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To Sleep with the Angels: The Story of a…

To Sleep with the Angels: The Story of a Fire (original 1998; edition 1998)

by David Cowan (Author)

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192892,086 (4.44)39
Title:To Sleep with the Angels: The Story of a Fire
Authors:David Cowan (Author)
Info:Ivan R. Dee (1998), Edition: 1, 320 pages
Collections:Your library

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To Sleep with the Angels: The Story of a Fire by David Cowan (1998)


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4.5 stars

On Dec. 1, 1958, a fire started in the basement of the overcrowded Our Lady of the Angels Catholic school in Chicago. The building was old and more recent fire regulations did not apply to the older buildings, as they were grandfathered in. The building had only one fire escape; it was two stories, but the only fire door was on the first floor. Because of that, the fire crept past the first floor, then exploded on to the 2nd floor. By the time the kids and nuns realized there was a fire, they couldn’t go out the hallways. Kids started jumping out the windows, while others – too scared to do so – waited and hoped to be helped to safety. Ninety-two kids, ages 8 to 14, died as a result of that fire, along with three nuns.

The book takes us through the lead-up to the end of the school day when the fire started, and some of the kids and families involved. It continues to describe the fire and the rescue efforts, and the aftermath, including those kids who got out alive, but had to recover in hospital. It continued still, with the investigation into what caused the fire and through the aftermath years later, as people remembered (or tried not to). The book also has a map of the school, and it shows the number of fatalities and injured in each room. There are also photos. Devastating story, but a fascinating read (and it always feels so weird to describe these real-life disaster books this way). But, they can be (and this one is) so compelling. ( )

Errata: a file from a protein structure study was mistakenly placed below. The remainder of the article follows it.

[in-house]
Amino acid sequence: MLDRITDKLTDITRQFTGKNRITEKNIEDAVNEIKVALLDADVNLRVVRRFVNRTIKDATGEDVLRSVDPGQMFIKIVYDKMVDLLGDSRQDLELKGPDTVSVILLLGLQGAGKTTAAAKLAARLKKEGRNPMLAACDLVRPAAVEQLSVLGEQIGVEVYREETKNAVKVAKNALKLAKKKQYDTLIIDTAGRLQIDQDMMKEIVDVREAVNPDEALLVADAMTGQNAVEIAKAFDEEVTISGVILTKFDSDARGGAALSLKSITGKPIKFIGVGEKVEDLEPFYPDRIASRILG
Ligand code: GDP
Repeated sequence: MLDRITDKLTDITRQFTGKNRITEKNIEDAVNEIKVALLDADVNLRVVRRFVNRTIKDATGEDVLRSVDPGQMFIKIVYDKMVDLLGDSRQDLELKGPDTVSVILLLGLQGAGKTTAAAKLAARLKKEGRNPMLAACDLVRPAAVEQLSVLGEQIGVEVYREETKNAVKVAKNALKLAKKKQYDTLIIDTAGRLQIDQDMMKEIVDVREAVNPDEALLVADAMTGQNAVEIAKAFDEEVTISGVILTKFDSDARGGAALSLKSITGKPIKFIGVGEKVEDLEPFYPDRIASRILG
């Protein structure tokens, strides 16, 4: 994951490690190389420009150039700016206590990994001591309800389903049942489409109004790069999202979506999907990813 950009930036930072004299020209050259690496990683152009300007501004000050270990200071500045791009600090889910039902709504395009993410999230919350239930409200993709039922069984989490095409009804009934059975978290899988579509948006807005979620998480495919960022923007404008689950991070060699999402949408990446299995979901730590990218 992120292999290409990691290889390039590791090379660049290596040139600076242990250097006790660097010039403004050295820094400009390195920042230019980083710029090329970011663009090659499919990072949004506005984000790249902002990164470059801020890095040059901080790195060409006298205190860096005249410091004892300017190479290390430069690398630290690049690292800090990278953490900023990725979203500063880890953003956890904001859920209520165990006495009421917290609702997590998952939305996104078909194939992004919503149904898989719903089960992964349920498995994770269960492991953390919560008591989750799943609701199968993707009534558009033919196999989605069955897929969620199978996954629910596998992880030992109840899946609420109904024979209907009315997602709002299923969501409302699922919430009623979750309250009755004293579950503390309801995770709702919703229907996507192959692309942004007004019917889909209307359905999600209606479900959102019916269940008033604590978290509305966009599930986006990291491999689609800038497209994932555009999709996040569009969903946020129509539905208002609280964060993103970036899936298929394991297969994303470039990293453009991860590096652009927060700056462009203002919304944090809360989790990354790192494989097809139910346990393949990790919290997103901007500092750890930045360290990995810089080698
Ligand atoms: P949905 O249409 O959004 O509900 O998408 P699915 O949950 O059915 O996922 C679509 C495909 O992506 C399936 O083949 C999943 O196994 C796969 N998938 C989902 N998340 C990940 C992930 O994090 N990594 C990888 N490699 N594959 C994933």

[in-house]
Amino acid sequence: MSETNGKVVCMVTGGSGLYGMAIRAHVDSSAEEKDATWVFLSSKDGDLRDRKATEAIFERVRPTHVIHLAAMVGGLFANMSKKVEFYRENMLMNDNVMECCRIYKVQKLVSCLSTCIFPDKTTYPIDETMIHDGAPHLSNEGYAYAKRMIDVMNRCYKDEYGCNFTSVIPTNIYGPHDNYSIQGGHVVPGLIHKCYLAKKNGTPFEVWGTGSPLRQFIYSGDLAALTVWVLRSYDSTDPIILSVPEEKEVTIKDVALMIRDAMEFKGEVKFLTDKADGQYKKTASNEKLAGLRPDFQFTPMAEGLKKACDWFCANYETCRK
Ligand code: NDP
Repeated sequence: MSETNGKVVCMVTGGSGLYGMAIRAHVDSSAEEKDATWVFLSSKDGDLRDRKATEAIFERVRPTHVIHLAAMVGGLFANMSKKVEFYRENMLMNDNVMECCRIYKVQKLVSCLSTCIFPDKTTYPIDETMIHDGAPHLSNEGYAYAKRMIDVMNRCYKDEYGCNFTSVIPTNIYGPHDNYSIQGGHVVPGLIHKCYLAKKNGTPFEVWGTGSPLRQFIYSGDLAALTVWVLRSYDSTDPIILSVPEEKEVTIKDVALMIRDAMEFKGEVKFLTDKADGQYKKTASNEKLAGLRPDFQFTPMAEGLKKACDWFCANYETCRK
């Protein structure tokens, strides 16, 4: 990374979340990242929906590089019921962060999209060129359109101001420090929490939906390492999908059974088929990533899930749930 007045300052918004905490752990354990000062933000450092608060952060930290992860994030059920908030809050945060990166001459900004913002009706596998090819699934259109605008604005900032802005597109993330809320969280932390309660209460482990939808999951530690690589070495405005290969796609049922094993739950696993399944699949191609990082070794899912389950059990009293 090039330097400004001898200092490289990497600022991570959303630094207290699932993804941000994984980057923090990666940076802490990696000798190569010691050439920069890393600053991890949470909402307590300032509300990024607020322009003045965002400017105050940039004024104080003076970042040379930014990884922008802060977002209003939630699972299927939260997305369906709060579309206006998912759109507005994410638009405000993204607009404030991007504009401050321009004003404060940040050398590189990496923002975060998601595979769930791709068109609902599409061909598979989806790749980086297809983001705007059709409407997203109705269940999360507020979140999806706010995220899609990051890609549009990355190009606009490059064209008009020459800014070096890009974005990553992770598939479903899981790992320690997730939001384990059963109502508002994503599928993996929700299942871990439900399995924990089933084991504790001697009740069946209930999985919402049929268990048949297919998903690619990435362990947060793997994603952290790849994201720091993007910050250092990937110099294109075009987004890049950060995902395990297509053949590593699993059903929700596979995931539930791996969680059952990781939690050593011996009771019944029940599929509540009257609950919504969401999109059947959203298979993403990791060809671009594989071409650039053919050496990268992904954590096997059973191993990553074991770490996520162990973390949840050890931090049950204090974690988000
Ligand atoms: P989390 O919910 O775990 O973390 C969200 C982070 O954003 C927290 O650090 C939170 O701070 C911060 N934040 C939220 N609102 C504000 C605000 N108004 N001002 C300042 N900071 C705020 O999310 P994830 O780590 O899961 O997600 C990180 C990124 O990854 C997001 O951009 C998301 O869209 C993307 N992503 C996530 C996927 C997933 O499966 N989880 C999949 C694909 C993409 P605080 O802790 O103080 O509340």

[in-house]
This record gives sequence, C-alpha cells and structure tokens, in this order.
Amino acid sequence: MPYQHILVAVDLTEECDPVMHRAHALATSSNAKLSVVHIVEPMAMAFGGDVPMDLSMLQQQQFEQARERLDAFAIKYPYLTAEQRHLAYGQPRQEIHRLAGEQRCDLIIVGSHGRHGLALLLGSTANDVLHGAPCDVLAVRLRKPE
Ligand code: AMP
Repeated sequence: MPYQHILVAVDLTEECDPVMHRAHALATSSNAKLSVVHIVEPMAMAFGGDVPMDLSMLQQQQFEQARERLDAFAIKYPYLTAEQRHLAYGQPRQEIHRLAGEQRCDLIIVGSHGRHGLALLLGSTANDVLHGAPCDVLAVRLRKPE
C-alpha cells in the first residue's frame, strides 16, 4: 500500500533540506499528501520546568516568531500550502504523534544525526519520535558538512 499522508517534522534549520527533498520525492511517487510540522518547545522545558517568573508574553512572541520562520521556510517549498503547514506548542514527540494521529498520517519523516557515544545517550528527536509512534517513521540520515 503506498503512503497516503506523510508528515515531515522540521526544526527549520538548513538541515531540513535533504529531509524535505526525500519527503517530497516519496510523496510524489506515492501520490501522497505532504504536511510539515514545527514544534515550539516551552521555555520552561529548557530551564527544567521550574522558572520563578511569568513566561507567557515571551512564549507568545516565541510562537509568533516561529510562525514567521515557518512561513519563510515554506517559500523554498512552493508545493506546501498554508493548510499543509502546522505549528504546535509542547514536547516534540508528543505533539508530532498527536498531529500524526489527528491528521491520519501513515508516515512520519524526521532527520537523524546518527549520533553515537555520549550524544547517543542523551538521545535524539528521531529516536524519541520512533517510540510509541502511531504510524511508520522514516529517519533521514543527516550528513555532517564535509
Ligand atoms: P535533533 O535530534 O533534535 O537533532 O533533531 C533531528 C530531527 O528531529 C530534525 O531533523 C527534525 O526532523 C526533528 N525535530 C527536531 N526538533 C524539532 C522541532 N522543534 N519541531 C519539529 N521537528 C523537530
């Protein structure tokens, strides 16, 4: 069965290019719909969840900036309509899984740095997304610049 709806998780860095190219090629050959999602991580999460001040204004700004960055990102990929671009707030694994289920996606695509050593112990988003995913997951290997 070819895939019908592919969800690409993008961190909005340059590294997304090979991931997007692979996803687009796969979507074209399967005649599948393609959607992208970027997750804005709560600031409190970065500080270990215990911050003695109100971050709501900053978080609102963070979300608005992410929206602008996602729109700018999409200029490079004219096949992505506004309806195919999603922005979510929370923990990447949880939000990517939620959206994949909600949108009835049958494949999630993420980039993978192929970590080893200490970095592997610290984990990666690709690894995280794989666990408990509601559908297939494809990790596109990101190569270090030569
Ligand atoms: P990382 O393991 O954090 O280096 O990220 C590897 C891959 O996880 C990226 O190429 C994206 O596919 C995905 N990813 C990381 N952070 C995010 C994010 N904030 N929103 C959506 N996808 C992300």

LibraryCin | Apr 29, 2019 |
On December 1, 1958 a fire at Our Lady of the Angels Catholic grade school in Chicago killed 92 pupils and three nuns. This is their story. The authors write a page-turning account of the contributing causes of the blaze and of the deaths. Compelling storytelling. I could not put it down. ( )
  BookConcierge | Feb 26, 2016 |
The story of one of the deadliest fires in American history that took the lives of ninety-two children and three nuns at a Catholic elementary school in Chicago. An absorbing account...a tale of terror ( )
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  Tutter | Jan 8, 2015 |
The devastating fire that occurred in early December 1958 at Our Lady of the Angels School in Chicago had a lasting impact on school construction. Almost before the 5-11 alarm was struck and more than eighty fire companies arrived on the scene, 92 children and 3 nuns died, most of them on the second floor of one wing.

The authors interviewed many survivors and have woven their searing recollections into a nightmarish tale of bravery, cupidity and foolishness.